Monday, 14 April 2008

Can Europe snatch a record from America?

For a long time, the longest-living work of nature still alive on the planet was assumed to be one of the giant redwoods on the west coast of the USA. Then, in 1953, the bristlecones in the remote arid mountains of the Great Basin, from Colorado to California, were found to be older.

Now, according to last Friday's "Independent", scientists have found a cluster of Norway spruces in western Sweden which may beat the bristlecones by thousands of years. Carbon dating showed the oldest tree first set root about 8,000 years ago.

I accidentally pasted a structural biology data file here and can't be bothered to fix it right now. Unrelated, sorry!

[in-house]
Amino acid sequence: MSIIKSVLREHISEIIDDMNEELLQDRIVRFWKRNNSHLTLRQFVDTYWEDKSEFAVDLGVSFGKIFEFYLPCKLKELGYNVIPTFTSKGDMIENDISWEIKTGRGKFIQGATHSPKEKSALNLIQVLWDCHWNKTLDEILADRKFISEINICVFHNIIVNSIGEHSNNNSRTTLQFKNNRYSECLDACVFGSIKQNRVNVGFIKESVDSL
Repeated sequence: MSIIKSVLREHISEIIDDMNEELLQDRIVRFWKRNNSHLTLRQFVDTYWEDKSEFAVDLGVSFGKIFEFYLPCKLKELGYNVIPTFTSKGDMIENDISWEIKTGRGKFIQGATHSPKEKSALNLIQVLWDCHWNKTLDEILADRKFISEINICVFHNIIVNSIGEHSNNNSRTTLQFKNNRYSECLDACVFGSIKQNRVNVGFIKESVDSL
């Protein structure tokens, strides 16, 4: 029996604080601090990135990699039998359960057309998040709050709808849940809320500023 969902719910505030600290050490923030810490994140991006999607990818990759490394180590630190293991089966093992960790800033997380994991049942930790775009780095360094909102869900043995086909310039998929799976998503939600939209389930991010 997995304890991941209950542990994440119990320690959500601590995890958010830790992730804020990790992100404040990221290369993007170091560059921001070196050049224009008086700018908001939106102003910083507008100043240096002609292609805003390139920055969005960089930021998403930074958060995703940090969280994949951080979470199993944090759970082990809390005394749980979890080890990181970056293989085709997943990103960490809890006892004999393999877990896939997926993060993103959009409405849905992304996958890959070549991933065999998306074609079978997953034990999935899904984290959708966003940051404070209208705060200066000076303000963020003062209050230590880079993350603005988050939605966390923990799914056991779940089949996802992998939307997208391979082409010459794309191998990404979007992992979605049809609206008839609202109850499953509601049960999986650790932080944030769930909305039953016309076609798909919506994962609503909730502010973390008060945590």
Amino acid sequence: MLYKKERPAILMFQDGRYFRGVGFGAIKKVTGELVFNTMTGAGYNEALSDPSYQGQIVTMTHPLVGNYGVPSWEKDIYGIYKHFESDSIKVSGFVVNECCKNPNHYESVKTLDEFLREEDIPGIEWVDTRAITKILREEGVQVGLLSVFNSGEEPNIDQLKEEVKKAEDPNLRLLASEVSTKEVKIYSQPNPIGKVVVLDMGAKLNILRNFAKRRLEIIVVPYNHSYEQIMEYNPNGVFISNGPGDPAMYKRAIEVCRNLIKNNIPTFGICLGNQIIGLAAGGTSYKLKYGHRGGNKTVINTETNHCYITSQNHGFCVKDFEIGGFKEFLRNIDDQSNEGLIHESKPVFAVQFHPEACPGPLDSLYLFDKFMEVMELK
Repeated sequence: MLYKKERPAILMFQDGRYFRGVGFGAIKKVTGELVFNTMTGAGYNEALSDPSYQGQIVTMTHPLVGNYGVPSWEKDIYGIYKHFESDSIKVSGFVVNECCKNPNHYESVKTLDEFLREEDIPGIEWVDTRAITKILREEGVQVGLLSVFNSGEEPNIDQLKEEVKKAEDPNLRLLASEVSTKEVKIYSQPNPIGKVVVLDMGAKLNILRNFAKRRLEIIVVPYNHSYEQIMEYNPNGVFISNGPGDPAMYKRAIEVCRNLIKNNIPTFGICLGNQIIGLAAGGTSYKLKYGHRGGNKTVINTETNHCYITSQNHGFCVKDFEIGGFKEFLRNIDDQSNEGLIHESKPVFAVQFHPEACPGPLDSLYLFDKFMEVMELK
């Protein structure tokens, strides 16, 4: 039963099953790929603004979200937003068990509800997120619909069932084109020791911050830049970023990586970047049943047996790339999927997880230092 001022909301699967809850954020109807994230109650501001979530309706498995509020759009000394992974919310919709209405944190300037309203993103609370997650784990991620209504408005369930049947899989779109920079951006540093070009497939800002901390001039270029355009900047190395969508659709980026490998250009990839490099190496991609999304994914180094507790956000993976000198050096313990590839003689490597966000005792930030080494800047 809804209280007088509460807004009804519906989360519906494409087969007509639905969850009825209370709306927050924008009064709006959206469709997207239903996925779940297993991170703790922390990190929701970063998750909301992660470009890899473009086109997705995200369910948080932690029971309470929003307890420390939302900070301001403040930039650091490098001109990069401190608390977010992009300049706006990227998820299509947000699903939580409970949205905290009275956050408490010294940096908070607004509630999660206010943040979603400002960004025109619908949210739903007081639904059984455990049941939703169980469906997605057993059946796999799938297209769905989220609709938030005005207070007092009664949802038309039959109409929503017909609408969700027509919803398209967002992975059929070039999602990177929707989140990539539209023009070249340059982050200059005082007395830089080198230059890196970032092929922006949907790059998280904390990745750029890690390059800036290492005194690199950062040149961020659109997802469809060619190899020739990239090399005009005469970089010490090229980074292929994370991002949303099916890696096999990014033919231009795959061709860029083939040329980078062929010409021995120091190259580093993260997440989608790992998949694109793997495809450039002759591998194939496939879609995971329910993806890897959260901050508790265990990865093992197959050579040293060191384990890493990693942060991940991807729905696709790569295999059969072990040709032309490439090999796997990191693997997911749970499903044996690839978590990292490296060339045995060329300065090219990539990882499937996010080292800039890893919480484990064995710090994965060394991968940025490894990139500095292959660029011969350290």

1 comment:

Anonymous said...

An interesting BBC News item; I thought there was a Yew in Perthshire which was 10,000 years old, but it turns out to be 5,000 years old.

Bit like the 6,000 jobs in the Baglan Energy Park!